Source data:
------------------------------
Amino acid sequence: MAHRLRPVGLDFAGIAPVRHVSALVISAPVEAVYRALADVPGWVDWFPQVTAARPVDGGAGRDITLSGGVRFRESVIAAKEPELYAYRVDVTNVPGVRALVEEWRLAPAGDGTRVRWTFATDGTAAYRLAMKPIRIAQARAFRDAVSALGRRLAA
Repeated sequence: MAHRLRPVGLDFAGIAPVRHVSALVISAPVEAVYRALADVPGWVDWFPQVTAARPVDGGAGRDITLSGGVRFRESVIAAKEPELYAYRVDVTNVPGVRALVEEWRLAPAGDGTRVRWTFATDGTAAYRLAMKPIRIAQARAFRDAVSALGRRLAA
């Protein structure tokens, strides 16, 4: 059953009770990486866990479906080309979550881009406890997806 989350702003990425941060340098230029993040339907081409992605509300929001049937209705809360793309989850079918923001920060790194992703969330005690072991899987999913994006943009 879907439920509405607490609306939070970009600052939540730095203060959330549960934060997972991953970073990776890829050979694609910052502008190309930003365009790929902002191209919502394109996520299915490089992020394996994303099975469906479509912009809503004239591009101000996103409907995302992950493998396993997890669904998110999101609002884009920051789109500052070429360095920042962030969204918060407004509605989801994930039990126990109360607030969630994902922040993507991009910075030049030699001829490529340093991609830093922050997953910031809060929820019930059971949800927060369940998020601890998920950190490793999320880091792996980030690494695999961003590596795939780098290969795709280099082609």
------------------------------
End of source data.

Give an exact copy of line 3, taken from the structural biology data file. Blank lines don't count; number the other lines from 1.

């Protein structure tokens, strides 16, 4: 059953009770990486866990479906080309979550881009406890997806 989350702003990425941060340098230029993040339907081409992605509300929001049937209705809360793309989850079918923001920060790194992703969330005690072991899987999913994006943009 879907439920509405607490609306939070970009600052939540730095203060959330549960934060997972991953970073990776890829050979694609910052502008190309930003365009790929902002191209919502394109996520299915490089992020394996994303099975469906479509912009809503004239591009101000996103409907995302992950493998396993997890669904998110999101609002884009920051789109500052070429360095920042962030969204918060407004509605989801994930039990126990109360607030969630994902922040993507991009910075030049030699001829490529340093991609830093922050997953910031809060929820019930059971949800927060369940998020601890998920950190490793999320880091792996980030690494695999961003590596795939780098290969795709280099082609």